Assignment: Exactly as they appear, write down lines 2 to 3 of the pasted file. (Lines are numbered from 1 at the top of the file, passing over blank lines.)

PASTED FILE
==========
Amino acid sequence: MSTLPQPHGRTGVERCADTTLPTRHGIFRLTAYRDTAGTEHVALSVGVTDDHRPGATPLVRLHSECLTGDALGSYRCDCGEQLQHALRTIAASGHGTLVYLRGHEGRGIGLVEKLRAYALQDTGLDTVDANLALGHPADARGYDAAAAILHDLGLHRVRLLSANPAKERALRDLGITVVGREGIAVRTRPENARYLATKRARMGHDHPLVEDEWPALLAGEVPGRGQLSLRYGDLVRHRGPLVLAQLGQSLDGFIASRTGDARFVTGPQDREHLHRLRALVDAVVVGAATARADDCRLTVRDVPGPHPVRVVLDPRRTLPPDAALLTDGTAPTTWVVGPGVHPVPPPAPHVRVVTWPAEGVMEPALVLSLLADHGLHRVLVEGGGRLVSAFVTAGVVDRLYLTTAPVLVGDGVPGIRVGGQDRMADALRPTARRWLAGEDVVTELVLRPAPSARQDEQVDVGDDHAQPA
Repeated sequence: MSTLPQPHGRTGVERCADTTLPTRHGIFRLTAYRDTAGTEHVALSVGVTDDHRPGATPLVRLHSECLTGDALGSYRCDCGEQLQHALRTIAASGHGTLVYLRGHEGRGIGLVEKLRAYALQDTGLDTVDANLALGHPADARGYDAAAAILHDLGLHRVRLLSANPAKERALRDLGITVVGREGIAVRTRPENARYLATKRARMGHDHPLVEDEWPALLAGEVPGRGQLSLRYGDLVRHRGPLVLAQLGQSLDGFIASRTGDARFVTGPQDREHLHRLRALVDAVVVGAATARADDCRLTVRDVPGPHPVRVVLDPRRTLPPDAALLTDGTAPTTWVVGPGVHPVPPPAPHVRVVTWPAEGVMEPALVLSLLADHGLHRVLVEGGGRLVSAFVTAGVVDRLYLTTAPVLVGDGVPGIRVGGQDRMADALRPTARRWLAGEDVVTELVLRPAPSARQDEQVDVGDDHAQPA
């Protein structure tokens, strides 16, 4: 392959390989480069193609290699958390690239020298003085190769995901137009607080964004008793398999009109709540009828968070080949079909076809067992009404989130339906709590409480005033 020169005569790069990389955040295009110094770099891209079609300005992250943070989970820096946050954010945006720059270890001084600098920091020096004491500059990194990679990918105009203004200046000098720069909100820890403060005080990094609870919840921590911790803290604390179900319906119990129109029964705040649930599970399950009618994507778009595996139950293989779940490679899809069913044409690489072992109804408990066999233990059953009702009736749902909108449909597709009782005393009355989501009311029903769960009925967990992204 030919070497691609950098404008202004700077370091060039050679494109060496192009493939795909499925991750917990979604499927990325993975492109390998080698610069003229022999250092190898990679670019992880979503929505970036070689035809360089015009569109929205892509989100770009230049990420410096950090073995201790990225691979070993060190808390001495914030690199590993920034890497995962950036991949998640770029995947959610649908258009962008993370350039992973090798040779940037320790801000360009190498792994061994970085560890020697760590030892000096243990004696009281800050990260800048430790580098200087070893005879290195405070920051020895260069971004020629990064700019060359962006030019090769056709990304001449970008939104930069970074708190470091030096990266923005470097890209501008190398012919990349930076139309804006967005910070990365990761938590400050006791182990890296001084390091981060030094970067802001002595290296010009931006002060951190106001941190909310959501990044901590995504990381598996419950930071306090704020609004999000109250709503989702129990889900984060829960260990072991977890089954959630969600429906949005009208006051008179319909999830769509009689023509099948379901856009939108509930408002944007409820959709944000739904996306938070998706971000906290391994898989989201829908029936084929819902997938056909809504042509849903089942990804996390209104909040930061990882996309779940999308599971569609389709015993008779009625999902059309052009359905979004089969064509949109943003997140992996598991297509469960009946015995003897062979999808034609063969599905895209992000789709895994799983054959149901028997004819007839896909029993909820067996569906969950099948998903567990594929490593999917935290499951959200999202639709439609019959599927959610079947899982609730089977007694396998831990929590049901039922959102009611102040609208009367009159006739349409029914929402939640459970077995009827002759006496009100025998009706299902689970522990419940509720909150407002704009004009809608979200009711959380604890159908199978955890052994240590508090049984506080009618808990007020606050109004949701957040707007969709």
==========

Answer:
Repeated sequence: MSTLPQPHGRTGVERCADTTLPTRHGIFRLTAYRDTAGTEHVALSVGVTDDHRPGATPLVRLHSECLTGDALGSYRCDCGEQLQHALRTIAASGHGTLVYLRGHEGRGIGLVEKLRAYALQDTGLDTVDANLALGHPADARGYDAAAAILHDLGLHRVRLLSANPAKERALRDLGITVVGREGIAVRTRPENARYLATKRARMGHDHPLVEDEWPALLAGEVPGRGQLSLRYGDLVRHRGPLVLAQLGQSLDGFIASRTGDARFVTGPQDREHLHRLRALVDAVVVGAATARADDCRLTVRDVPGPHPVRVVLDPRRTLPPDAALLTDGTAPTTWVVGPGVHPVPPPAPHVRVVTWPAEGVMEPALVLSLLADHGLHRVLVEGGGRLVSAFVTAGVVDRLYLTTAPVLVGDGVPGIRVGGQDRMADALRPTARRWLAGEDVVTELVLRPAPSARQDEQVDVGDDHAQPA
């Protein structure tokens, strides 16, 4: 392959390989480069193609290699958390690239020298003085190769995901137009607080964004008793398999009109709540009828968070080949079909076809067992009404989130339906709590409480005033 020169005569790069990389955040295009110094770099891209079609300005992250943070989970820096946050954010945006720059270890001084600098920091020096004491500059990194990679990918105009203004200046000098720069909100820890403060005080990094609870919840921590911790803290604390179900319906119990129109029964705040649930599970399950009618994507778009595996139950293989779940490679899809069913044409690489072992109804408990066999233990059953009702009736749902909108449909597709009782005393009355989501009311029903769960009925967990992204 030919070497691609950098404008202004700077370091060039050679494109060496192009493939795909499925991750917990979604499927990325993975492109390998080698610069003229022999250092190898990679670019992880979503929505970036070689035809360089015009569109929205892509989100770009230049990420410096950090073995201790990225691979070993060190808390001495914030690199590993920034890497995962950036991949998640770029995947959610649908258009962008993370350039992973090798040779940037320790801000360009190498792994061994970085560890020697760590030892000096243990004696009281800050990260800048430790580098200087070893005879290195405070920051020895260069971004020629990064700019060359962006030019090769056709990304001449970008939104930069970074708190470091030096990266923005470097890209501008190398012919990349930076139309804006967005910070990365990761938590400050006791182990890296001084390091981060030094970067802001002595290296010009931006002060951190106001941190909310959501990044901590995504990381598996419950930071306090704020609004999000109250709503989702129990889900984060829960260990072991977890089954959630969600429906949005009208006051008179319909999830769509009689023509099948379901856009939108509930408002944007409820959709944000739904996306938070998706971000906290391994898989989201829908029936084929819902997938056909809504042509849903089942990804996390209104909040930061990882996309779940999308599971569609389709015993008779009625999902059309052009359905979004089969064509949109943003997140992996598991297509469960009946015995003897062979999808034609063969599905895209992000789709895994799983054959149901028997004819007839896909029993909820067996569906969950099948998903567990594929490593999917935290499951959200999202639709439609019959599927959610079947899982609730089977007694396998831990929590049901039922959102009611102040609208009367009159006739349409029914929402939640459970077995009827002759006496009100025998009706299902689970522990419940509720909150407002704009004009809608979200009711959380604890159908199978955890052994240590508090049984506080009618808990007020606050109004949701957040707007969709």